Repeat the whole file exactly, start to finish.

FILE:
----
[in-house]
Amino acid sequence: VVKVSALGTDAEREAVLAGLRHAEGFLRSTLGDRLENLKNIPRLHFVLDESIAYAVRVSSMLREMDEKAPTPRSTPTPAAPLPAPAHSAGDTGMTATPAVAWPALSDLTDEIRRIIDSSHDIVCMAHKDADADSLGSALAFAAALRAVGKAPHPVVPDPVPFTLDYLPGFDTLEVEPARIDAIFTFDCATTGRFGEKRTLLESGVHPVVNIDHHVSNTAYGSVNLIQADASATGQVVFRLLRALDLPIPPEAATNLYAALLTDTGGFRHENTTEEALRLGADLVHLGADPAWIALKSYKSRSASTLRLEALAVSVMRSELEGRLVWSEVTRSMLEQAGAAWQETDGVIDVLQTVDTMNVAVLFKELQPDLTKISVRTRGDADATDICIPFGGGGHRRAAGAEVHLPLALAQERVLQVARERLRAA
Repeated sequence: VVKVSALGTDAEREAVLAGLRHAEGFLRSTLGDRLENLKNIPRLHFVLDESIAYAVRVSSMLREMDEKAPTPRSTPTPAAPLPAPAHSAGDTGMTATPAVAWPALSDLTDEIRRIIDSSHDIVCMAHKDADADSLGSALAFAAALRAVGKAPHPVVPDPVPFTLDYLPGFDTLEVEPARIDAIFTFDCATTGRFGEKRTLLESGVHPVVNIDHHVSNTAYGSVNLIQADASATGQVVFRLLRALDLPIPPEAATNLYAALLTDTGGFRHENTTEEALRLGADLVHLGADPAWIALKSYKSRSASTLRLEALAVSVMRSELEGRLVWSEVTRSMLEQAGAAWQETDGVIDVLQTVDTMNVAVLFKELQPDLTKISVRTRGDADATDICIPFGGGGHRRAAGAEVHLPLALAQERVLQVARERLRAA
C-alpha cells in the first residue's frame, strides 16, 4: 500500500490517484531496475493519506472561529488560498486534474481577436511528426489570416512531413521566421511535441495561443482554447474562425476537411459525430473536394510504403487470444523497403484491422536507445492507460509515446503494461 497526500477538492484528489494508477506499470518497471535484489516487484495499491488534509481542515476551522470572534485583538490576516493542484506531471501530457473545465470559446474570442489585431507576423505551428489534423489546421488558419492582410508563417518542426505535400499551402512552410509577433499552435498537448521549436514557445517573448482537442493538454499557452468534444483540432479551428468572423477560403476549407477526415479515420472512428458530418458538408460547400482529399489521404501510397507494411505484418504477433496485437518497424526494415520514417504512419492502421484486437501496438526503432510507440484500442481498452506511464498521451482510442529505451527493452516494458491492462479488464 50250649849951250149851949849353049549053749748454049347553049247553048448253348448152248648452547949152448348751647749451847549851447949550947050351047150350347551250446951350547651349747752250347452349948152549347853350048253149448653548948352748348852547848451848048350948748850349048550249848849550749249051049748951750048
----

[in-house]
Amino acid sequence: VVKVSALGTDAEREAVLAGLRHAEGFLRSTLGDRLENLKNIPRLHFVLDESIAYAVRVSSMLREMDEKAPTPRSTPTPAAPLPAPAHSAGDTGMTATPAVAWPALSDLTDEIRRIIDSSHDIVCMAHKDADADSLGSALAFAAALRAVGKAPHPVVPDPVPFTLDYLPGFDTLEVEPARIDAIFTFDCATTGRFGEKRTLLESGVHPVVNIDHHVSNTAYGSVNLIQADASATGQVVFRLLRALDLPIPPEAATNLYAALLTDTGGFRHENTTEEALRLGADLVHLGADPAWIALKSYKSRSASTLRLEALAVSVMRSELEGRLVWSEVTRSMLEQAGAAWQETDGVIDVLQTVDTMNVAVLFKELQPDLTKISVRTRGDADATDICIPFGGGGHRRAAGAEVHLPLALAQERVLQVARERLRAA
Repeated sequence: VVKVSALGTDAEREAVLAGLRHAEGFLRSTLGDRLENLKNIPRLHFVLDESIAYAVRVSSMLREMDEKAPTPRSTPTPAAPLPAPAHSAGDTGMTATPAVAWPALSDLTDEIRRIIDSSHDIVCMAHKDADADSLGSALAFAAALRAVGKAPHPVVPDPVPFTLDYLPGFDTLEVEPARIDAIFTFDCATTGRFGEKRTLLESGVHPVVNIDHHVSNTAYGSVNLIQADASATGQVVFRLLRALDLPIPPEAATNLYAALLTDTGGFRHENTTEEALRLGADLVHLGADPAWIALKSYKSRSASTLRLEALAVSVMRSELEGRLVWSEVTRSMLEQAGAAWQETDGVIDVLQTVDTMNVAVLFKELQPDLTKISVRTRGDADATDICIPFGGGGHRRAAGAEVHLPLALAQERVLQVARERLRAA
C-alpha cells in the first residue's frame, strides 16, 4: 500500500490517484531496475493519506472561529488560498486534474481577436511528426489570416512531413521566421511535441495561443482554447474562425476537411459525430473536394510504403487470444523497403484491422536507445492507460509515446503494461 497526500477538492484528489494508477506499470518497471535484489516487484495499491488534509481542515476551522470572534485583538490576516493542484506531471501530457473545465470559446474570442489585431507576423505551428489534423489546421488558419492582410508563417518542426505535400499551402512552410509577433499552435498537448521549436514557445517573448482537442493538454499557452468534444483540432479551428468572423477560403476549407477526415479515420472512428458530418458538408460547400482529399489521404501510397507494411505484418504477433496485437518497424526494415520514417504512419492502421484486437501496438526503432510507440484500442481498452506511464498521451482510442529505451527493452516494458491492462479488464 50250649849951250149851949849353049549053749748454049347553049247553048448253348448152248648452547949152448348751647749451847549851447949550947050351047150350347551250446951350547651349747752250347452349948152549347853350048253149448653548948352748348852547848451848048350948748850349048550249848849550749249051049748951750048